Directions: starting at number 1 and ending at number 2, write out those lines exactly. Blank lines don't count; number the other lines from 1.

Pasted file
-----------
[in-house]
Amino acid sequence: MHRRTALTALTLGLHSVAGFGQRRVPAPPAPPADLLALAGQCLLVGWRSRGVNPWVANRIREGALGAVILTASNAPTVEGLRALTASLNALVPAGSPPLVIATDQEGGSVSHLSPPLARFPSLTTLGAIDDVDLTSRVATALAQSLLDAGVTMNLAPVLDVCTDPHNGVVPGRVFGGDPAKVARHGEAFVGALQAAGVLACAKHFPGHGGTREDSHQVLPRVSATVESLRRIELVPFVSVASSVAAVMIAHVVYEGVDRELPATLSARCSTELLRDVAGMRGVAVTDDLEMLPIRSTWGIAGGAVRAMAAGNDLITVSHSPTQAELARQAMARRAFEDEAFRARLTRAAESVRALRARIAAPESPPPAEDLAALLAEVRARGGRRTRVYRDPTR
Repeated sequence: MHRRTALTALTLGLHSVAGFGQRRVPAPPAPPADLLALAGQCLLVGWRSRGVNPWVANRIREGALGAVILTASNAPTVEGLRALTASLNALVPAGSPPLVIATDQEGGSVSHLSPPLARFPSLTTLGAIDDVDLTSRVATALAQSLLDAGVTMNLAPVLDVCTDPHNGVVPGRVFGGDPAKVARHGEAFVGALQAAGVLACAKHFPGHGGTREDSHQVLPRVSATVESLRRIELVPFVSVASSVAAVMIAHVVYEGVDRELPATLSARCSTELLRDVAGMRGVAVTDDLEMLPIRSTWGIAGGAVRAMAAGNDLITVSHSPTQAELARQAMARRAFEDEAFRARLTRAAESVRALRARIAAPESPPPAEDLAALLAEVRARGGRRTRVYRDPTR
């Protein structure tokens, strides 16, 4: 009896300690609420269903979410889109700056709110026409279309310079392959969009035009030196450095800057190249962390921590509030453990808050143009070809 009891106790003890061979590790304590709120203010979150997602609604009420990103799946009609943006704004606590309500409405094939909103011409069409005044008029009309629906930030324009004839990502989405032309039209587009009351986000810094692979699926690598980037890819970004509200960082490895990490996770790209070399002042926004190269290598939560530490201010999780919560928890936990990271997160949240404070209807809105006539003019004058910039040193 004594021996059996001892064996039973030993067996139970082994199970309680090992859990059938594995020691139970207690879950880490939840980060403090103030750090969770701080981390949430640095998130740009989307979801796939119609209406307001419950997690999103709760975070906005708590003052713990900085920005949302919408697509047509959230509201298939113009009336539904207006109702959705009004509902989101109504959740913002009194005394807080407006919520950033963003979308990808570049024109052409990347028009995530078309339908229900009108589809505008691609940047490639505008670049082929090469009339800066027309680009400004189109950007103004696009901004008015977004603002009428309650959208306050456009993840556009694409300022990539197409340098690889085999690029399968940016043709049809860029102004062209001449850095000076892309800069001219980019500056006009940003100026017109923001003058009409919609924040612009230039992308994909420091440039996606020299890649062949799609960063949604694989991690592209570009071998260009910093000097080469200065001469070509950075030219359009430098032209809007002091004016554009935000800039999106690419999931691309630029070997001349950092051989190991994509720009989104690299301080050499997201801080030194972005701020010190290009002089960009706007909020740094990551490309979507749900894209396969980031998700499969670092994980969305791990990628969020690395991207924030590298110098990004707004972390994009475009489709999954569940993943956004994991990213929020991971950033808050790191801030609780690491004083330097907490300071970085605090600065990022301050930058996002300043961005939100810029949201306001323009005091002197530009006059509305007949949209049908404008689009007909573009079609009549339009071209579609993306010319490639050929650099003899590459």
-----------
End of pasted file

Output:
[in-house]
Amino acid sequence: MHRRTALTALTLGLHSVAGFGQRRVPAPPAPPADLLALAGQCLLVGWRSRGVNPWVANRIREGALGAVILTASNAPTVEGLRALTASLNALVPAGSPPLVIATDQEGGSVSHLSPPLARFPSLTTLGAIDDVDLTSRVATALAQSLLDAGVTMNLAPVLDVCTDPHNGVVPGRVFGGDPAKVARHGEAFVGALQAAGVLACAKHFPGHGGTREDSHQVLPRVSATVESLRRIELVPFVSVASSVAAVMIAHVVYEGVDRELPATLSARCSTELLRDVAGMRGVAVTDDLEMLPIRSTWGIAGGAVRAMAAGNDLITVSHSPTQAELARQAMARRAFEDEAFRARLTRAAESVRALRARIAAPESPPPAEDLAALLAEVRARGGRRTRVYRDPTR